XIII. THE ROMANCE OF THE FIRST RADICAL.
A PREHISTORIC APOLOGUE.
premier qui supprime un abus, comme
on dit, est toujours
victime du service
Un Homme du Peuple.
C’est de sa faute!
Pourquoi se mêle t’il de
qui ne lé regarde
pas.” Le Pretre de Nemi.
The Devil, according to Dr. Johnson
and other authorities, was the first Whig. History
tells us less about the first Radical the
first man who rebelled against the despotism of unintelligible
customs, who asserted the rights of the individual
against the claims of the tribal conscience, and who
was eager to see society organized, off-hand, on what
he thought a rational method. In the absence
of history, we must fall back on that branch of hypothetics
which is known as prehistoric science. We must
reconstruct the Romance of the First Radical from the
hints supplied by geology, and by the study of Radicals
at large, and of contemporary savages among whom no
Radical reformer has yet appeared. In the following
little apologue no trait of manners is invented.
The characters of our romance lived
shortly after the close of the last glacial epoch
in Europe, when the ice had partly withdrawn from the
face of the world, and when land and sea had almost
assumed their modern proportions. At this period
Europe was inhabited by scattered bands of human creatures,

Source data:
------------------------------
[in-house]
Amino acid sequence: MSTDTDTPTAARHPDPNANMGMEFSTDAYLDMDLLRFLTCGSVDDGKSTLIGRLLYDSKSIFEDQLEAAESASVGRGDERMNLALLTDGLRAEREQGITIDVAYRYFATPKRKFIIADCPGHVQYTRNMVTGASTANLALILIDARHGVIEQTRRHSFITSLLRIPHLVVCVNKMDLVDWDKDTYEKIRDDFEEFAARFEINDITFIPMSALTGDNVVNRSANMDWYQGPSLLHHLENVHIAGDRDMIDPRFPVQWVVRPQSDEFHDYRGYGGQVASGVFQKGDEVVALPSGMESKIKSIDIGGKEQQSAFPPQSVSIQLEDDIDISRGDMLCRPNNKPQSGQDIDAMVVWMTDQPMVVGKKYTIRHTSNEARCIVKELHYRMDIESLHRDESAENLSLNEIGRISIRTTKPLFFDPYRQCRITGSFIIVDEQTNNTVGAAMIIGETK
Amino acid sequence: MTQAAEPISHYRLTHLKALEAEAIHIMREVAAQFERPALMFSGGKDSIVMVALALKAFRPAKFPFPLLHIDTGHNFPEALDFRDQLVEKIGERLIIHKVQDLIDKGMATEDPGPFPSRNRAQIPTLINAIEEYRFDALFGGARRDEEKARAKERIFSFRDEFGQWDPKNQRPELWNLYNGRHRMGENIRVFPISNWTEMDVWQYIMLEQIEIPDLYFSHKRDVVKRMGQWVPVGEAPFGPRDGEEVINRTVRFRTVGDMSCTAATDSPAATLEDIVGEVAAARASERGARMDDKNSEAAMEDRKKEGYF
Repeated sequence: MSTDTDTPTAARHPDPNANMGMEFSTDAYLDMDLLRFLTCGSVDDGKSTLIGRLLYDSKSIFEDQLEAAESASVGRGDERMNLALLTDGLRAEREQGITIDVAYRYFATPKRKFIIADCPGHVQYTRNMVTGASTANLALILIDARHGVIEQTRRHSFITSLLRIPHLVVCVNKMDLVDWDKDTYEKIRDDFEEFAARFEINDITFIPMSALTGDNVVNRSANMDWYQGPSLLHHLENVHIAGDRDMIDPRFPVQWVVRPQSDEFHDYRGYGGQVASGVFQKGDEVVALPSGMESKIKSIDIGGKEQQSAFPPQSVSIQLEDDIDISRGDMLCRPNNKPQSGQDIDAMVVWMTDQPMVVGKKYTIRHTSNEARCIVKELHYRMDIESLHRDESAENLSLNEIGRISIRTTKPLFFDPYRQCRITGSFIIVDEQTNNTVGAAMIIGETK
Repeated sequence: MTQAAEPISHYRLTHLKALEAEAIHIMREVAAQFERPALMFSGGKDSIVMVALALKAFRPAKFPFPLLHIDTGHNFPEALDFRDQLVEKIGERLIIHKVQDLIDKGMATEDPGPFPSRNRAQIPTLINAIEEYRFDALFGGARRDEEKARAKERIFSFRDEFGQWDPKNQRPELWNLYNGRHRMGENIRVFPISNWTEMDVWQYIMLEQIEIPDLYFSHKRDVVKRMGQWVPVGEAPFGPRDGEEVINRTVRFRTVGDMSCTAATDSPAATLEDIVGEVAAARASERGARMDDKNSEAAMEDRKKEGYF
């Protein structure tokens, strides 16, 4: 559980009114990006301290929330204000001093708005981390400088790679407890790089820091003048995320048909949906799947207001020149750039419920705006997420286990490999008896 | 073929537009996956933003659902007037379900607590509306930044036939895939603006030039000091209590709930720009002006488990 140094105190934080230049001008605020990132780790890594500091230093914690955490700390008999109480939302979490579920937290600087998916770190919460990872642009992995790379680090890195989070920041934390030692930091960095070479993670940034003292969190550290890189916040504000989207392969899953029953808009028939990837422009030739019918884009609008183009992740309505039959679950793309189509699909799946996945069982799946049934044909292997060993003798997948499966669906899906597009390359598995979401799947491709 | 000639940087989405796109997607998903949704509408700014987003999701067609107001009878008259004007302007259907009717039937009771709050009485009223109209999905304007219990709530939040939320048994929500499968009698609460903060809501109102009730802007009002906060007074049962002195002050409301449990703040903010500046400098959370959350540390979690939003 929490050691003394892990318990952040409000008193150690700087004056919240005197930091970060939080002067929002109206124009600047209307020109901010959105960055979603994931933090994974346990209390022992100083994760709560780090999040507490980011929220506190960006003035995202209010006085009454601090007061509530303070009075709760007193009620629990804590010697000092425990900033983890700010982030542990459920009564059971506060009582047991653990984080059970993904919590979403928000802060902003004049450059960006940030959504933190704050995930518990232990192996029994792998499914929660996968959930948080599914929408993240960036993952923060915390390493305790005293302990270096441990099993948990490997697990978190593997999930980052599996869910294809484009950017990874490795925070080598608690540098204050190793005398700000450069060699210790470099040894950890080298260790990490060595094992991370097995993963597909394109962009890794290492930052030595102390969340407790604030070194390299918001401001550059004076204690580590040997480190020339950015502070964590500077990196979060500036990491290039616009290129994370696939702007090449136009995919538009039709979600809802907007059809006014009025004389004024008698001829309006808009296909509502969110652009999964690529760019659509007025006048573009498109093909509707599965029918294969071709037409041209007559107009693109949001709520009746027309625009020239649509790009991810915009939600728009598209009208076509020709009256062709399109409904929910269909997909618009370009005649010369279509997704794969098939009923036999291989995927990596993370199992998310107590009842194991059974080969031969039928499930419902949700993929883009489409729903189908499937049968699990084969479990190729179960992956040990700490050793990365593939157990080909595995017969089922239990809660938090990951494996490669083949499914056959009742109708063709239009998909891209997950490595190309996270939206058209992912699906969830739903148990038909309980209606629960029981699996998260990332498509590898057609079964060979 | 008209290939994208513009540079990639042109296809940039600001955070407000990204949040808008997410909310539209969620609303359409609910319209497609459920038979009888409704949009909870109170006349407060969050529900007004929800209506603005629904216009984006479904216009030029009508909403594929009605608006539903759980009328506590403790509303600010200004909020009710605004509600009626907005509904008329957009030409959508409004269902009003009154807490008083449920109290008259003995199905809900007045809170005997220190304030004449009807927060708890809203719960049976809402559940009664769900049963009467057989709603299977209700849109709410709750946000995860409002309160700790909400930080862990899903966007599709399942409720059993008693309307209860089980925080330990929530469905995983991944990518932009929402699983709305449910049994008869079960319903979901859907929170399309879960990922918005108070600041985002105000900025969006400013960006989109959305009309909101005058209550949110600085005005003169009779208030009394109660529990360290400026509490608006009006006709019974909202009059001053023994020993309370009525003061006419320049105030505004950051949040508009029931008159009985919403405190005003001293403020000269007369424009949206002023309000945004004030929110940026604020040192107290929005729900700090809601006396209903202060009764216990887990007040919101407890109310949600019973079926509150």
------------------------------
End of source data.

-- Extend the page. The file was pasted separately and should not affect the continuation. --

who roamed about its surface much as the black fellows
used to roam over the Australian continent. The
various groups derived their names from various animals
and other natural objects, such as the sun, the cabbage,
serpents, sardines, crabs, leopards, bears, and hyaenas.
It is important for our purpose to remember that all
the children took their family name from the mother’s
side. If she were of the Hyaena clan, the children
were Hyaenas. If the mother were tattooed with
the badge of the Serpent, the children were Serpents,
and so on. No two persons of the same family
name and crest might marry, on pain of death.
The man of the Bear family who dwelt by the Mediterranean
might not ally himself with a woman of the Bear clan
whose home was on the shores of the Baltic, and who
was in no way related to him by consanguinity.
These details are dry, but absolutely necessary to
the comprehension of the First Radical’s
stormy and melancholy career. We must also remember
that, among the tribes, there was no fixed or monarchical
government. The little democratic groups were
much influenced by the medicine-men or wizards, who
combined the functions of the modern clergy and of
the medical profession. The old men, too, had
some power; the braves, or warriors, constituted a
turbulent oligarchy; the noisy outcries of the old
women corresponded to the utterances of an intelligent
daily press. But the real ruler was a body of
strange and despotic customs, the nature of which
will become apparent as we follow the fortunes of the